Detroit is back. But for whom?

Detroit is the darling of the national media. But can its comeback benefit longtime residents?

That’s a defining question these days in Detroit, whose revival from bankruptcy just a few years ago is prompting difficult questions about whether the city’s rising tide can lift all.

To be sure, any talk about revitalization must acknowledge there’s still a long way to go.

Because while poverty has declined to 35.7 percent in 2016 and neighborhood services are improving, some say it’s difficult to argue that Detroit is gentrifying in any traditional sense –  an influx of new residents who descend into neighborhoods and price out longtime neighbors.

“If the definition of gentrification is that people are getting displaced because of a rise of taxes or property values, we’re not really seeing that anywhere,” said Sam Butler, executive director of Doing Development Differently in Metro Detroit (D4), a nonprofit that advocates for policies that protect long-term residents.

In some ways, voters weighed in on the debate last month, with the overwhelming re-election of Mayor Mike Duggan (who scoffs at talk of “Two Detroits”) over state Sen. Coleman A. Young III (whose campaign was based on the argument that city policies favor a prosperous few.)

Butler wants the discussion continue. His group, known as D4, led community conversations this fall about so-called equitable development –  requiring input from neighbors, local hiring and other benefits before the city grants subsidies to developments. More forums are planned early next year.

Done right, development downtown and Midtown should help all residents, Butler argued.

Eric Seymour contends the focus on the city’s core detracts attention and resources from neighborhoods.

Seymour, a researcher at Brown University, has studied Detroit for years. He argues that displacement in Detroit isn’t from gentrification, but tens of thousands of poor people losing their homes and apartments because of a housing crisis that is still unfolding. City leaders, he argued, are doing next to nothing to stop the hemorrhaging.

Bridge Magazine recently talked to both about Detroit and its future. Follow the links below for the conversations.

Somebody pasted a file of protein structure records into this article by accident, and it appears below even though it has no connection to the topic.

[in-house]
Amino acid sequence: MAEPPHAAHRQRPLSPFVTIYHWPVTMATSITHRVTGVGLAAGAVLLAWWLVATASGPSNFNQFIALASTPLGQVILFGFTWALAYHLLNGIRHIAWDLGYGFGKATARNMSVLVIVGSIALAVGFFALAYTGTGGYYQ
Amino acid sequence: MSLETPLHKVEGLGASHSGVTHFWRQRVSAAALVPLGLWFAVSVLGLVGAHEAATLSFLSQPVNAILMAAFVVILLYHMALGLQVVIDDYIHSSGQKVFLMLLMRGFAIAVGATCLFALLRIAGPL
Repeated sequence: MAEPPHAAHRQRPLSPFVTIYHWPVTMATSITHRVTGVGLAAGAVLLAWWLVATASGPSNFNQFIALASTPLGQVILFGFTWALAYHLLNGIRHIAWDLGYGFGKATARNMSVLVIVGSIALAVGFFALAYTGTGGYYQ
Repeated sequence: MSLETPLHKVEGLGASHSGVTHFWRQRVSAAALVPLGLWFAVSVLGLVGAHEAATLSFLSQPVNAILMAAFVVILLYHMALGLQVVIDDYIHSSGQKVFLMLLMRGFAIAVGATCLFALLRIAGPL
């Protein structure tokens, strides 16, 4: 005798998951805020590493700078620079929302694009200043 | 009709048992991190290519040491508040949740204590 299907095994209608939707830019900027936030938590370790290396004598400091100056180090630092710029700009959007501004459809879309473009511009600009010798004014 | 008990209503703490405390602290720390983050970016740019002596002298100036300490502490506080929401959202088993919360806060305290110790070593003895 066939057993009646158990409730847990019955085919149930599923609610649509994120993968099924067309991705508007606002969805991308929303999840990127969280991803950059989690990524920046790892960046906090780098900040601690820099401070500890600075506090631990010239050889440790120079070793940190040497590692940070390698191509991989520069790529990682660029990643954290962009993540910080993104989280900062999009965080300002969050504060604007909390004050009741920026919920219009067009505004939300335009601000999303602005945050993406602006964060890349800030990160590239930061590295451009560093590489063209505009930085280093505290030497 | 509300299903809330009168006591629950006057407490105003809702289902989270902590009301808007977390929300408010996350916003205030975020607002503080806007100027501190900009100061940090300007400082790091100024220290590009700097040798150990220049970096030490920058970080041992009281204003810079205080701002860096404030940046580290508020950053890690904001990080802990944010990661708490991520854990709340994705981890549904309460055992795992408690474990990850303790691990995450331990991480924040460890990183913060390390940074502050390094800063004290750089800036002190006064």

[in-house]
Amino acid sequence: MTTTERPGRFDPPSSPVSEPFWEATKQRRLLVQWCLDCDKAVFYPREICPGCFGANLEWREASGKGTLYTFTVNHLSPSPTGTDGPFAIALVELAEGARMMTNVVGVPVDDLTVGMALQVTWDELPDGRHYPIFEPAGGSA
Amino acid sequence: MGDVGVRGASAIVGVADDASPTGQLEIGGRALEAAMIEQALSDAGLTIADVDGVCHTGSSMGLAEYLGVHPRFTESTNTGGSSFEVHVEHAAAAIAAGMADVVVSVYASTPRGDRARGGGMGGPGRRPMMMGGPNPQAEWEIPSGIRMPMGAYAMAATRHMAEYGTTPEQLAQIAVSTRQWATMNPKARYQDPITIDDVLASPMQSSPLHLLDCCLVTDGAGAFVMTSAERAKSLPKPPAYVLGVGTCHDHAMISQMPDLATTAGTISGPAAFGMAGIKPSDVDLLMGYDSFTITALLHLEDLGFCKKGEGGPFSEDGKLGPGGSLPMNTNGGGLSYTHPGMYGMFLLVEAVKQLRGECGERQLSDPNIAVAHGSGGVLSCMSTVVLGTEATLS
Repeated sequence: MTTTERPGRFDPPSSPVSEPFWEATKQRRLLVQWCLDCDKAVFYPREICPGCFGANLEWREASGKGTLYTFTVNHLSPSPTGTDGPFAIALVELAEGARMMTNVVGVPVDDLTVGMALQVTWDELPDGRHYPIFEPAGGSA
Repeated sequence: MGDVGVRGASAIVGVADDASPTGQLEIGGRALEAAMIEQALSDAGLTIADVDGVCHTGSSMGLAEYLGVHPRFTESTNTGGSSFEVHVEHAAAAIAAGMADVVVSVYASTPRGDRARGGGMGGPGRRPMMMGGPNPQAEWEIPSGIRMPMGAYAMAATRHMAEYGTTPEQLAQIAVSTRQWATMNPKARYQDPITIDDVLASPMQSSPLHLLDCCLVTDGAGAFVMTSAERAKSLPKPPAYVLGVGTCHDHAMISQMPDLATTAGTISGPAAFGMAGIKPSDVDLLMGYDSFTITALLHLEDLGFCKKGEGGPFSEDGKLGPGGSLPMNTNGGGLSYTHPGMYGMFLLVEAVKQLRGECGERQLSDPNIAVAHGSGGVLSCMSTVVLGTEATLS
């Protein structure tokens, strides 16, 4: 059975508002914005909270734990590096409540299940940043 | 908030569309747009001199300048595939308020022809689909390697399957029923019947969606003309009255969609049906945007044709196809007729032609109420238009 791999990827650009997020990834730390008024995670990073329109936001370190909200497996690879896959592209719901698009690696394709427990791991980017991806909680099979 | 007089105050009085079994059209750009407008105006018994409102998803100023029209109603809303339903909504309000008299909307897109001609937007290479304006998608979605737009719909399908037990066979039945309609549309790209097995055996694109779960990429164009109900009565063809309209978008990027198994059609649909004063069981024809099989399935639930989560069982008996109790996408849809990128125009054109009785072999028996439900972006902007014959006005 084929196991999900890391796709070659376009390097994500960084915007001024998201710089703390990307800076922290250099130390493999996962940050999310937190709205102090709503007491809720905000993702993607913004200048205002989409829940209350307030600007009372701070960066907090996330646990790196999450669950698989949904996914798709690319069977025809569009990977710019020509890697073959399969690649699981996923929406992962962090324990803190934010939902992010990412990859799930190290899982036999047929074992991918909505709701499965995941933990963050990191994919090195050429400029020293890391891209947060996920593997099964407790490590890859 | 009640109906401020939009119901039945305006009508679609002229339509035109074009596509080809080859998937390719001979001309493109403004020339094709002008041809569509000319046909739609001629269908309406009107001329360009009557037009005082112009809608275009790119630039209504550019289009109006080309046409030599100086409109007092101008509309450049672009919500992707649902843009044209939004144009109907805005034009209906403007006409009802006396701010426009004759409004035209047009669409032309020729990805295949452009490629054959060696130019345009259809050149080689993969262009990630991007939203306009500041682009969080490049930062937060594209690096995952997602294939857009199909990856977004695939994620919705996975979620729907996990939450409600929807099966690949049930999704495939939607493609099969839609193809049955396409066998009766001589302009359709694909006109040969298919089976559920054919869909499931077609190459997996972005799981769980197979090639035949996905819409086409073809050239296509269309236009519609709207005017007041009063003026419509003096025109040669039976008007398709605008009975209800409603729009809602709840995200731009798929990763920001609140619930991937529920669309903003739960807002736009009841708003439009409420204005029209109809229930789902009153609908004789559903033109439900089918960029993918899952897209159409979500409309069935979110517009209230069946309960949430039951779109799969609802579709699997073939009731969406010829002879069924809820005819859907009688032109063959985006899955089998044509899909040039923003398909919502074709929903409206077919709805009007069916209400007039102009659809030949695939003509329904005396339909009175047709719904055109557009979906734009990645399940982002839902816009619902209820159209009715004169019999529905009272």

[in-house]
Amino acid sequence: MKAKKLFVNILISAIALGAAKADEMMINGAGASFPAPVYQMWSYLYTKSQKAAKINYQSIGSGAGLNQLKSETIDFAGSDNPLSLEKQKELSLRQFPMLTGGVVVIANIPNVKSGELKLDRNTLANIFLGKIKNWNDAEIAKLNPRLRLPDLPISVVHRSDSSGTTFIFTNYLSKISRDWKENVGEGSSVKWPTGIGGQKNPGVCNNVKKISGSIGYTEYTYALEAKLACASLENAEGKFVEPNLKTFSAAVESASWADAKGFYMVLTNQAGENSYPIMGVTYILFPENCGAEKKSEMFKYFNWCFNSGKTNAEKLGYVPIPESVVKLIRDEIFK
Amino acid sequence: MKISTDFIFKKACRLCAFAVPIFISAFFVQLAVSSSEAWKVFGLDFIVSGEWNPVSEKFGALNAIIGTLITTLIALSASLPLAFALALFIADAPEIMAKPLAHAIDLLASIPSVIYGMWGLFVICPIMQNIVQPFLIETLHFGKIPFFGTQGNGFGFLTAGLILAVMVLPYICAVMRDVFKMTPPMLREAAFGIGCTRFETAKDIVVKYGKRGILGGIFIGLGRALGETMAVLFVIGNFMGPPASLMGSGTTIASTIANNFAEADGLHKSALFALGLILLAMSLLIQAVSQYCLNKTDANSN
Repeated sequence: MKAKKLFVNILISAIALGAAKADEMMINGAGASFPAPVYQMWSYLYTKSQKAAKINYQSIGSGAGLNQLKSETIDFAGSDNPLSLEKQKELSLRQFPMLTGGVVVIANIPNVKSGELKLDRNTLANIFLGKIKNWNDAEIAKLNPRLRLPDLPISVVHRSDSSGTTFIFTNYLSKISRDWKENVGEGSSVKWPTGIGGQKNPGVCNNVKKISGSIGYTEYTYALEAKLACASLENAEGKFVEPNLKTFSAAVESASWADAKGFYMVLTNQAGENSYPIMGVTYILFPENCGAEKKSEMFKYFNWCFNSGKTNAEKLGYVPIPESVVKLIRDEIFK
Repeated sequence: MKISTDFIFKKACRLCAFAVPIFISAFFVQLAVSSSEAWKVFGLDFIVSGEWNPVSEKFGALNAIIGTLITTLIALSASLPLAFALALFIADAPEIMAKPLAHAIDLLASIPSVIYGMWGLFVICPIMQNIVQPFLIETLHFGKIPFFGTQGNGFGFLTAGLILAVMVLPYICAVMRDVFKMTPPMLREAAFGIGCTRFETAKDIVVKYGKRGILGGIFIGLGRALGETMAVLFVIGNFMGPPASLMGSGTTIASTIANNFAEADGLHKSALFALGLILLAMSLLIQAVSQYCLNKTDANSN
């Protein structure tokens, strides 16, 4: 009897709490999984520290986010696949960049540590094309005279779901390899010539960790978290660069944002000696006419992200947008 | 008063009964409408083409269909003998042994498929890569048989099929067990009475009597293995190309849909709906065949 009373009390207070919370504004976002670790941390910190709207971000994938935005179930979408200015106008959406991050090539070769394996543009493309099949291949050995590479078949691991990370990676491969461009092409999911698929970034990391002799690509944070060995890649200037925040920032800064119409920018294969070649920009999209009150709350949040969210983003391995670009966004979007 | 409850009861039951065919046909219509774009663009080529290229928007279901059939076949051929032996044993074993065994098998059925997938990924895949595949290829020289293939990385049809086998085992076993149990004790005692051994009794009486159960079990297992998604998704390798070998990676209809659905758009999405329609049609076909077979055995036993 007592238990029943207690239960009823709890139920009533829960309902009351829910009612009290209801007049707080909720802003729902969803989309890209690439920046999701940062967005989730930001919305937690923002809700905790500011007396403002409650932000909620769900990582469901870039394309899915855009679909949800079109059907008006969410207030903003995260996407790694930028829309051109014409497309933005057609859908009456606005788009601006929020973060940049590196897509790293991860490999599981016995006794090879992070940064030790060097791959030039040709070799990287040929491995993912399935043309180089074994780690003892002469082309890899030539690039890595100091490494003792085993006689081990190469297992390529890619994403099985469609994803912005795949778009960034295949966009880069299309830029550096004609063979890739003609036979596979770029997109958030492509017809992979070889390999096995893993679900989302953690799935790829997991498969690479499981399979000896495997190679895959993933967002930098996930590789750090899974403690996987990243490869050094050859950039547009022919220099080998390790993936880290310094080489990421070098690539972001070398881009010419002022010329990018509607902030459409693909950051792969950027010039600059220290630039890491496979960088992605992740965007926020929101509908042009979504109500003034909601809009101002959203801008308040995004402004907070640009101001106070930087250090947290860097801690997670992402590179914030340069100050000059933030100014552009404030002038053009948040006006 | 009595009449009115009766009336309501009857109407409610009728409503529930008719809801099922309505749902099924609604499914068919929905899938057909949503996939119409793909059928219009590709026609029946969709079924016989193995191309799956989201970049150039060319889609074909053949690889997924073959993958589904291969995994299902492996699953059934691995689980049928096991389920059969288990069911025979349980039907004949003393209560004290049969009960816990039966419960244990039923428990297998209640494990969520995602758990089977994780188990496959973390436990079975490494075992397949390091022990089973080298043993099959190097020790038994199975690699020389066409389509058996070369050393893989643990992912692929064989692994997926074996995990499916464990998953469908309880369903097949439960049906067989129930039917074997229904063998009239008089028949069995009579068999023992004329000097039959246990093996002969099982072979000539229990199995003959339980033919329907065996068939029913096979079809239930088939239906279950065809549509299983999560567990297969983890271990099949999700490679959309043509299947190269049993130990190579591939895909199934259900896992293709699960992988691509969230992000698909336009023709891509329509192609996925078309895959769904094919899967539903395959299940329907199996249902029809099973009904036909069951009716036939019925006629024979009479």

BUTLER: Detroit is booming. Let’s ensure the comeback benefits all.

SEYMOUR: What gentrification? Much of Detroit is getting worse.

Facts matter. Trust matters. Journalism matters.

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Kevin Grand
Thu, 12/21/2017 - 12:37pm

BOTH of these gentlemen are grossly mistaken if they think that the government has ANY role whatsoever in remedying this "problem".

And I used "problem" in quotes because no one actually has the right to own a home. It just isn't there, so there's no point in arguing for it.

Secondly, it can be argued that the government's involvement has done nothing but add to the problem for at least half a century. When it's actually not your money at risk and there is no downside for you when you screw up (and boy did the government screw up!), the outcome that we're seeing today should not be a surprise to anyone.

And if anyone wants to get angry about something, they should get angry at the proposed "solution" to this problem. It shouldn't surprise anyone why they've kept this hidden from the public for this long. Short version; Michigan, Wayne County and Detroit want to literally give away the store to attract a business to relocate here, while simultaneously denying the same benefit to those WHO ARE ALREADY LIVING HERE.

Third, the comments Rich made on the other piece related to this story is why this will all topple like a house of cards. When Detroit needs to pull close to its full freight again financially, after it "sweetened the pot" (or bribed...take your pick) to attract all that business with public money, it will not be able to afford to fund its core functions and then everything will collapse one more time.

And guess where the attention will be focused to bail them out again?

Thu, 12/21/2017 - 2:58pm

I am familiar with the Liv6 Alliance that is developing the Avenue of Fashion along Livernois Avenue in the heart of the Sherwood Forest, University District, and Green Acres being acred by the Univ of Detroit Mercy. It appears to be a good public, private, govt partnership. However, many parts of Detroit is heavily populated with Generational Comfortable Poverty with education not on the top of the list for many of the residents. Remember, ~75% of births in Detroit are to single mothers already in poverty for the past 5 decades. Not sure what programs can change that culture and those particular residential neighborhoods.